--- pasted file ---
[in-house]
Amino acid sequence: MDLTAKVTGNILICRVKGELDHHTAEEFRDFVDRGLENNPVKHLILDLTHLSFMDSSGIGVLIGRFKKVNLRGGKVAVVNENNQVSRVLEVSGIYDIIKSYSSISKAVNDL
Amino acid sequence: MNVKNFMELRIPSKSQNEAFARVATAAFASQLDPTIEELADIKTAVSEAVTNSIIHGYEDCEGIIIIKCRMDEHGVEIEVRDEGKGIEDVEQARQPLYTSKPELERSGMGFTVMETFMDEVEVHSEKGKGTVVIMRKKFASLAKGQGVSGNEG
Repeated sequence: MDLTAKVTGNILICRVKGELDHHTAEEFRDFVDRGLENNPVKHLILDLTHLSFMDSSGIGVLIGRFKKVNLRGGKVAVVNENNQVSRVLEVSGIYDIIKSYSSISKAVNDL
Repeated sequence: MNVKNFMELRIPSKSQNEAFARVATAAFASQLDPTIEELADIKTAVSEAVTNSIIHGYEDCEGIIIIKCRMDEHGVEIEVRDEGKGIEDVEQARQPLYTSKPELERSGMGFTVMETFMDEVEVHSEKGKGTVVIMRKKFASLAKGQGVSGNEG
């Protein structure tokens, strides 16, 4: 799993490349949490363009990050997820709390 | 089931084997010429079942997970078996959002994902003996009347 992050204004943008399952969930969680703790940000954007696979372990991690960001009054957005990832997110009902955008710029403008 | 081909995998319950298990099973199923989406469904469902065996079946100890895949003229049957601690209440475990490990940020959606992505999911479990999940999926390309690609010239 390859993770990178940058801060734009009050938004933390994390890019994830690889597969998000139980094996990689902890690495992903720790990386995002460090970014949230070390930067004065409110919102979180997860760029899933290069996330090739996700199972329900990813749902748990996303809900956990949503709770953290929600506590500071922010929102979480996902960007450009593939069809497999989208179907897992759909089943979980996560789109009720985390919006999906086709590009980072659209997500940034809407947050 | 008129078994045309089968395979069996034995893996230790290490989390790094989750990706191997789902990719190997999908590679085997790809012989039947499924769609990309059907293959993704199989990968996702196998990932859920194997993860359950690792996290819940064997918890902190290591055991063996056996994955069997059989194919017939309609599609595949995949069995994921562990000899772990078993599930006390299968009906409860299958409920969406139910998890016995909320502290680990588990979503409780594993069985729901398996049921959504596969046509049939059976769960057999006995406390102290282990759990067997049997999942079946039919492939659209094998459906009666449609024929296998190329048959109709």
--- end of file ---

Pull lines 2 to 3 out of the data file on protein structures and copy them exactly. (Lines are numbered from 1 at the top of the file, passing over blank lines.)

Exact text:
Amino acid sequence: MDLTAKVTGNILICRVKGELDHHTAEEFRDFVDRGLENNPVKHLILDLTHLSFMDSSGIGVLIGRFKKVNLRGGKVAVVNENNQVSRVLEVSGIYDIIKSYSSISKAVNDL
Amino acid sequence: MNVKNFMELRIPSKSQNEAFARVATAAFASQLDPTIEELADIKTAVSEAVTNSIIHGYEDCEGIIIIKCRMDEHGVEIEVRDEGKGIEDVEQARQPLYTSKPELERSGMGFTVMETFMDEVEVHSEKGKGTVVIMRKKFASLAKGQGVSGNEG